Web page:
Dance Shrines – Current Inspiration

I’ve blogged about my little shrine assemblages many times and I am happy to say that I am at the end of the exploration. This past month I used up the last of my little wooden plaques in the best set of shrines I have created to date!

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The latest series of shrines are all dedicated to my love of dance, specifically tribal fusion belly dance, which I have been practicing on and off for the past 6 years. This last summer I jumped back into the practice and it has been so rich and fulfilling that I felt called to make art that came from the inspiration I feel from the colorful costumes and intricate dancing. I also want to shout out to my troupe, The Tribal Misfits, for being such fun to dance with and to my instructor Ashanti, who is one of the most creative people I have ever met. Thanks!

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Creating the shrines boils down to three steps:

First I find and create the focal image for the shrine. For this collection I used stills from performances of myself and other troupe members. I started looking for fresh images but eventually came back around to using images from my elements series I created in 2014. I then set about watercoloring the dancing figures on watercolor, which is one of my most treasured art activities.

 

Second, I decorate the actual wooden part of the shrine. IMG_8348.JPGThis generally involves a combination of decoupage, painting, and spontaneity. Decoupage is the lovely process of gluing papers and other decorative pieces to an object. I like combining handmade papers, tissue papers, and recycled clippings from cards, gift wrap, and other notions to create a blend of layers and colors. I also decided to spray paint some of the shrines, and also revisit some old patterns drawn on with paint pen that I loved back in 2014. I like all the different textures created from the different techniques.

Third, I put the two pieces together, integrating the dancing figures into the decorated shrine. This sometimes involves adding additional elements to blend the foreground with the background and other times simply means gluing the figure on top of everything to create a more bold composition. I have two of each figure in this series, which appeals to my sense of variety.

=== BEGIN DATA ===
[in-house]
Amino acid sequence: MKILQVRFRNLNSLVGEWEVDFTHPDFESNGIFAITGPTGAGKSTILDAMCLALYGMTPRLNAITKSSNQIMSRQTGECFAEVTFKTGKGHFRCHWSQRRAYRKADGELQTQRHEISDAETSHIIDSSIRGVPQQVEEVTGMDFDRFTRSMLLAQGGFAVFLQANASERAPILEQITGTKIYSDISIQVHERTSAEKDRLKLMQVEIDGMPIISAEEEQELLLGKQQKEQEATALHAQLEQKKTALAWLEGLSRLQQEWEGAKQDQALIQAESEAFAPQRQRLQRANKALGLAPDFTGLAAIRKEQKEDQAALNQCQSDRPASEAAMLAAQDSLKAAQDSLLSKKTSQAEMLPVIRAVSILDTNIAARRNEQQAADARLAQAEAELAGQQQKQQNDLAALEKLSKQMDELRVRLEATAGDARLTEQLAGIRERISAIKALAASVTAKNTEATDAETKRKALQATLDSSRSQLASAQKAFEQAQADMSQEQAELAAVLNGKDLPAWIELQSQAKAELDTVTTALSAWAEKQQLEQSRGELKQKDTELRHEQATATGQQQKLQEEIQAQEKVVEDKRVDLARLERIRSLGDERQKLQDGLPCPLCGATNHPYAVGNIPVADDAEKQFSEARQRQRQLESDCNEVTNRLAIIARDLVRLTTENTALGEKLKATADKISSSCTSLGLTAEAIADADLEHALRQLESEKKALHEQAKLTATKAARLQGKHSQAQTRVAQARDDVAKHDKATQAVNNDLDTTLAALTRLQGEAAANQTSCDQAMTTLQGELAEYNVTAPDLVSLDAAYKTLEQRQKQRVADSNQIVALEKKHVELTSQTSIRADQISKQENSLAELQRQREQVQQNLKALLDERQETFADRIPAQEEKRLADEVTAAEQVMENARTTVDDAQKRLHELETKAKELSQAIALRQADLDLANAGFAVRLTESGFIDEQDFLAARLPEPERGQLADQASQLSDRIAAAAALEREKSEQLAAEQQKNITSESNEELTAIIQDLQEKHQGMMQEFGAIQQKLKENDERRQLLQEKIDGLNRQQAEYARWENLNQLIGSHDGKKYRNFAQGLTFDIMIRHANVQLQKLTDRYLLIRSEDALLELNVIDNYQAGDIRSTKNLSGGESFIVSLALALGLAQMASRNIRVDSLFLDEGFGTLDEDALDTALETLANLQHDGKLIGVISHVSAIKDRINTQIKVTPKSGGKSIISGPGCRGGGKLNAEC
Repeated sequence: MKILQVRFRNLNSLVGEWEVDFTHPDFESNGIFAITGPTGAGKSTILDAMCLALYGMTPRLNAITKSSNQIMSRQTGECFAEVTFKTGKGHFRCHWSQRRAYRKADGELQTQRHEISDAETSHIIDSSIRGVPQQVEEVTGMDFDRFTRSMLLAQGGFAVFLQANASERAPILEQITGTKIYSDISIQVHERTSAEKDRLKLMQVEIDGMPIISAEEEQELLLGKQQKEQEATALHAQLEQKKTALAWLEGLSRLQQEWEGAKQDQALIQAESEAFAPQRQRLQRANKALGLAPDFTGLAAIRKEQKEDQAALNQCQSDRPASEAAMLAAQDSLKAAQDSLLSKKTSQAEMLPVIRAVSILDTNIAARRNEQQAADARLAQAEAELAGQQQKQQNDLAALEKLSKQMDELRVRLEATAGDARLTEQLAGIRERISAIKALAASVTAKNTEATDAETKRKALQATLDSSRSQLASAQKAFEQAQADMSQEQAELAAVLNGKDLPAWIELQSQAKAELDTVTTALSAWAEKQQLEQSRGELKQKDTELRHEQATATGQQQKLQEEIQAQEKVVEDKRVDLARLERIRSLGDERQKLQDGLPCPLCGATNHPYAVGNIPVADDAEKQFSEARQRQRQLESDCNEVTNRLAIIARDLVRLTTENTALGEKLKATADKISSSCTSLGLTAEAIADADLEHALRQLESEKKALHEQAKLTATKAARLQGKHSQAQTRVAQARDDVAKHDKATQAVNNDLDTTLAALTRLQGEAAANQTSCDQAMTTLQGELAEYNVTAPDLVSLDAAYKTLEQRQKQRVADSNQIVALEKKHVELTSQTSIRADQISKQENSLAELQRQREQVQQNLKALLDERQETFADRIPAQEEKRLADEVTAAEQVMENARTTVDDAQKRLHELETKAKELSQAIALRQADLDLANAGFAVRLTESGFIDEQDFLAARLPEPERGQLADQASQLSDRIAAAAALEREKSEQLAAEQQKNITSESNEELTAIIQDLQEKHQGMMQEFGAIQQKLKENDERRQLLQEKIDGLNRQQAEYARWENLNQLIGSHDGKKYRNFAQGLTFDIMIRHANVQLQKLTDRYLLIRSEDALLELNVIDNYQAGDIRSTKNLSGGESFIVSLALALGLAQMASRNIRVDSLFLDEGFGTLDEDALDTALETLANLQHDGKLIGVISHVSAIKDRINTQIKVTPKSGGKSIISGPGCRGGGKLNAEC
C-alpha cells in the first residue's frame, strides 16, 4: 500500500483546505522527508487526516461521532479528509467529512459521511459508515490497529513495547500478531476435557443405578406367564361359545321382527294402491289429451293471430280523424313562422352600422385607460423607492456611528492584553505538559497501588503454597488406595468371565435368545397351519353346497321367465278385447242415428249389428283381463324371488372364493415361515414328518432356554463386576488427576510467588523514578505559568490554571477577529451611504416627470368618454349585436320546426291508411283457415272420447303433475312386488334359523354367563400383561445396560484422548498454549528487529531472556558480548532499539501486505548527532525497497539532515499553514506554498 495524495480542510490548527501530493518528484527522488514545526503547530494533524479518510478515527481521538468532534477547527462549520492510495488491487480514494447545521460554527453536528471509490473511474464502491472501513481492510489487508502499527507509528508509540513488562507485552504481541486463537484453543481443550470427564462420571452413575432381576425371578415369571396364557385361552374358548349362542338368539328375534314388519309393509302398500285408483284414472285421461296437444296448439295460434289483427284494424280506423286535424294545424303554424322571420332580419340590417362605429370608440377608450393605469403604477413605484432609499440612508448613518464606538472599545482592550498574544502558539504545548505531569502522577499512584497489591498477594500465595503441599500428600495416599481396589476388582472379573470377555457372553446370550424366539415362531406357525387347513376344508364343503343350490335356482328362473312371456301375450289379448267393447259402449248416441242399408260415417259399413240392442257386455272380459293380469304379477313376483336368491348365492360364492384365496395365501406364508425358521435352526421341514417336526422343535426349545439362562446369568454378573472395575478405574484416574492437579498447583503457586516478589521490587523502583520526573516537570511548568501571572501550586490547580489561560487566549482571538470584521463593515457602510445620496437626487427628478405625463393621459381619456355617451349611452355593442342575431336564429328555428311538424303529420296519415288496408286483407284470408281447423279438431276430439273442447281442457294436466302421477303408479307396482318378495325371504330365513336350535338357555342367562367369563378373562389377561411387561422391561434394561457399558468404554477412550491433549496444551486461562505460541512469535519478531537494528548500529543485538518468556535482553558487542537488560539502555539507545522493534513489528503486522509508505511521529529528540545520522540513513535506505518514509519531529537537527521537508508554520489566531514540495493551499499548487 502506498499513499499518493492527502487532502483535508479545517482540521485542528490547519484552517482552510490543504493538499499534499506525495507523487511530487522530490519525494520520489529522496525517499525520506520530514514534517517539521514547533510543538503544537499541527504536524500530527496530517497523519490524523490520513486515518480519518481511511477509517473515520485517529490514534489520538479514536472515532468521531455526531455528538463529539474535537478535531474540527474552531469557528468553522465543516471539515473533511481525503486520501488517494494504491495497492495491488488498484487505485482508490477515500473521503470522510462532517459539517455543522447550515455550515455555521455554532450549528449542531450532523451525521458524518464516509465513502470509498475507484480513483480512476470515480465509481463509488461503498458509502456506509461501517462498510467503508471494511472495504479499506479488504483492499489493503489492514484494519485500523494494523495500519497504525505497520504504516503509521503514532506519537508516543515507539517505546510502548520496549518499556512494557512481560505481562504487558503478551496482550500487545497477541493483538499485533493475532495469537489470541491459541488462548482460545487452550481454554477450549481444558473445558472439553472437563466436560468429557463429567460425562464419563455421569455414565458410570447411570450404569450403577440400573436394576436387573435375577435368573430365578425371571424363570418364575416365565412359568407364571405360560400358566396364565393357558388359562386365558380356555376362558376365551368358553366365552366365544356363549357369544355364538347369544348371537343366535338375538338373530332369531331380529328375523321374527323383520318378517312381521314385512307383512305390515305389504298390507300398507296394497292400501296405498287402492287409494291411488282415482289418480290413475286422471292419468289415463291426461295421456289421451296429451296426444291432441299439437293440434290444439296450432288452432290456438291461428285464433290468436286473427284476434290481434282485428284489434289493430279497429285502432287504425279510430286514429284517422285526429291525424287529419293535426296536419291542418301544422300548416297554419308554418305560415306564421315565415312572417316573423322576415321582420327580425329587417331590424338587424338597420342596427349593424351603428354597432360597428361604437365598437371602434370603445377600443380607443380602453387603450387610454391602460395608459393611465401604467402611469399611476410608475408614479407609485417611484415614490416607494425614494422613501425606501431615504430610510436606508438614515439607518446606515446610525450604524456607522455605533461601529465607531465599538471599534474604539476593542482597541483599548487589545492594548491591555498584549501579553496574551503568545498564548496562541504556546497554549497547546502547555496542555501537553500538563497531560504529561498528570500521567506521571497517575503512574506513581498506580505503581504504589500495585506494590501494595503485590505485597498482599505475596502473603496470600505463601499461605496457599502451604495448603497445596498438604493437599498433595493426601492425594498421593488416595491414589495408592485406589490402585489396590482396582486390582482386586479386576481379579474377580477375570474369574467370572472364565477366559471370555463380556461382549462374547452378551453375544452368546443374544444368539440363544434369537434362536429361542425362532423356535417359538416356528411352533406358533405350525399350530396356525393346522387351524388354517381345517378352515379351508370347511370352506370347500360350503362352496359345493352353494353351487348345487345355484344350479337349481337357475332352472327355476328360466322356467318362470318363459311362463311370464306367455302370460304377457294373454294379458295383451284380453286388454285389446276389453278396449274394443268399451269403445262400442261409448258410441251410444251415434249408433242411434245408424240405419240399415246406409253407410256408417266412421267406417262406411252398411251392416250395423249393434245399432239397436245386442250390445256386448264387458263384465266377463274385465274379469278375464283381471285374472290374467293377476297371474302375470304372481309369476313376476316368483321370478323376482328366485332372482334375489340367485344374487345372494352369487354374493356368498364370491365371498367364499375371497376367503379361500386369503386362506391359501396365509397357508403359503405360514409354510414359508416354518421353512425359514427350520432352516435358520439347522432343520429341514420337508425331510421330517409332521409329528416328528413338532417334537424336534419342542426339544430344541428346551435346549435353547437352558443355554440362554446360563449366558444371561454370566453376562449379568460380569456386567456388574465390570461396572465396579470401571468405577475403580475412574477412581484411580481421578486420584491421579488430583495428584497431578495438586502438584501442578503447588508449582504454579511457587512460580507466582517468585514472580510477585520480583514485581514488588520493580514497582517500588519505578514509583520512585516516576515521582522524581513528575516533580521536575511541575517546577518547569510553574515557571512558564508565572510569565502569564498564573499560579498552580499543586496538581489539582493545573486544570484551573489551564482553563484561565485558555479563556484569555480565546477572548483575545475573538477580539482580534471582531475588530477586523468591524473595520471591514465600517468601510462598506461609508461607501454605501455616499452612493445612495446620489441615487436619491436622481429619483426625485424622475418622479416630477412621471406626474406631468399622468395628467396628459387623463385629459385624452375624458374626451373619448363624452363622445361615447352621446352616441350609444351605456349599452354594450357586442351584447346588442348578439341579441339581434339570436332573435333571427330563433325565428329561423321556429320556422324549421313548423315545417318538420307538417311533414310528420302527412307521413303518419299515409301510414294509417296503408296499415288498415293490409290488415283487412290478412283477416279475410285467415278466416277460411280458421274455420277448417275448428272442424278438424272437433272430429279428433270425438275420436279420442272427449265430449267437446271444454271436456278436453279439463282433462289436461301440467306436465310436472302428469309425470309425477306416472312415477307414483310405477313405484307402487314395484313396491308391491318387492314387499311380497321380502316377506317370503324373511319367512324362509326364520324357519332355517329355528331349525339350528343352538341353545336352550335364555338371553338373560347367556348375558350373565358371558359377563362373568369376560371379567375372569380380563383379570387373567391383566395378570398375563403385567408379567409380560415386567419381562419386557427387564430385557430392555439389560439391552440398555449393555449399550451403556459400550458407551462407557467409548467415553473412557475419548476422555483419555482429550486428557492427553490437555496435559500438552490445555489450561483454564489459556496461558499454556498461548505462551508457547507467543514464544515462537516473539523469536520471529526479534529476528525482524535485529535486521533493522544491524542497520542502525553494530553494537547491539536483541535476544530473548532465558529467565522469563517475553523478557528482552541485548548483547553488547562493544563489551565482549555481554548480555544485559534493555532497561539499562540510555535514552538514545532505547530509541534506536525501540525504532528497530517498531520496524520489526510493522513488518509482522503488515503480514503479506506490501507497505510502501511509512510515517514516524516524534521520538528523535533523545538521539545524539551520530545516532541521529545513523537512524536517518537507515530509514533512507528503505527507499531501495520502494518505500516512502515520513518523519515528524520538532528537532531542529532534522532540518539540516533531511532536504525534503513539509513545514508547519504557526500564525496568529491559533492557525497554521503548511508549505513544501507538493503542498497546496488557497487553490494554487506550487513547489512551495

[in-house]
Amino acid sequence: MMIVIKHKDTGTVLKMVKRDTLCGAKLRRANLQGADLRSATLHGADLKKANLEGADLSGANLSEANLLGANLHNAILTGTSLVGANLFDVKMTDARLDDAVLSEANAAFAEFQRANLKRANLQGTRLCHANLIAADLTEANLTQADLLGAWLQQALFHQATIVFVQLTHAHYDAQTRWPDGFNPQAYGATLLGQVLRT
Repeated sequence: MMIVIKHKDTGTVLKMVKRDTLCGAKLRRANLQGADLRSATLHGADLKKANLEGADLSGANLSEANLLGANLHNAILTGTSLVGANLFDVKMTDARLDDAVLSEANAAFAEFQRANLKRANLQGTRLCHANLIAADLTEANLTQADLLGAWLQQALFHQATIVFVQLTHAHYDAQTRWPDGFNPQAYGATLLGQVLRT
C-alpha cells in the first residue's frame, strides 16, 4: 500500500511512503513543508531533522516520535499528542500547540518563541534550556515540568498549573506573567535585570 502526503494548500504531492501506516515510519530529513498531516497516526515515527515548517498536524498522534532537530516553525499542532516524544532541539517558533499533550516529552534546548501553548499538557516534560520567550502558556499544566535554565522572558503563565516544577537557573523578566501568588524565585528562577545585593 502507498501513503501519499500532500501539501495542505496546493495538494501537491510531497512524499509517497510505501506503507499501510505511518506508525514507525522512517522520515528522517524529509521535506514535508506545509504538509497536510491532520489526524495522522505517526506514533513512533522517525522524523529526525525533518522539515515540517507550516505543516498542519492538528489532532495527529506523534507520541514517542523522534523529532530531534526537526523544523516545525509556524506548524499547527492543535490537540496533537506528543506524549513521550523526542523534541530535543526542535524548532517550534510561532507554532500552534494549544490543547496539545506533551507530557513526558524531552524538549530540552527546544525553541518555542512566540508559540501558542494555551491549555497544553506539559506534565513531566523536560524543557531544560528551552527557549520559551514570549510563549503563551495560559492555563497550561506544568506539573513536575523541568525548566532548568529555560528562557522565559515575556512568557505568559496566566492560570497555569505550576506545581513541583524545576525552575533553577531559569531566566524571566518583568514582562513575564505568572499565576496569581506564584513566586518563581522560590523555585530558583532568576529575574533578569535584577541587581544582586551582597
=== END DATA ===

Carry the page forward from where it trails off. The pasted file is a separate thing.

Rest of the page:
I was also pleased to resolve to shrines that had been lying around in my studio unfinished since I started working with them in 2014. They’ve traveled halfway across the country and back, and it feels so good to say with confidence that they are complete!

These shrines, and others, will be for sale at A Place to B’s Summertime Swap and Sell on July 22nd.

If you can’t wait till then – please contact me!

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Day 6: Circle Sculpture Shrines

The results are in. Punches are amazing and I like working with created paper textures. Here are the shrines I finished using the watercolor circles I made a few days ago. The circles are stacked using these awesome double-sided foam stickers. I hope you like them.

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Day 2: Deconstructing Paintings

I did paint today and yesterday but the paint is still drying so I don’t have a picture to post yet for the challenge. What I do have are pictures of my extremely satisfying experiment in deconstruction. I originally painted those 16 watercolors so that I would have something to collage with for 4 more shrines I am working on. I like working in series of 4 cause its lends itself to so many themes: the directions, the elements, the seasons, and so on.

IMG_1912The four shrines that inspired the watercolors.

I want to layer circles onto the shrines to build them up. I don’t know if I will add in figures or leave them pretty abstract. I will have to see what happens with the circles. To make all the circles I splurged and bought new punches. I am SO happy with them!

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I punched lots and lots and lots of circles in the three sizes of punch I bought. It was so satisfying to look at the watercolors from a new perspective, punching out tiny vignettes from within the larger painting. It was also deliciously fun to punch out the shapes. The punches are really powerful, so even though it was cutting through relatively thick paper it made clean shapes. And they flew across the room from the force of it, which was delightful.

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In the end I not only had plenty of circles to collage with but I also transformed the watercolors into something new and extremely interesting. I’m super excited with the result. They have a really pleasing sense of randomness that I couldn’t have achieved if my eye was trying to create it. I’ve included a slideshow of the best ones. Let me know what you think of my deconstructed watercolor paintings in the comments.

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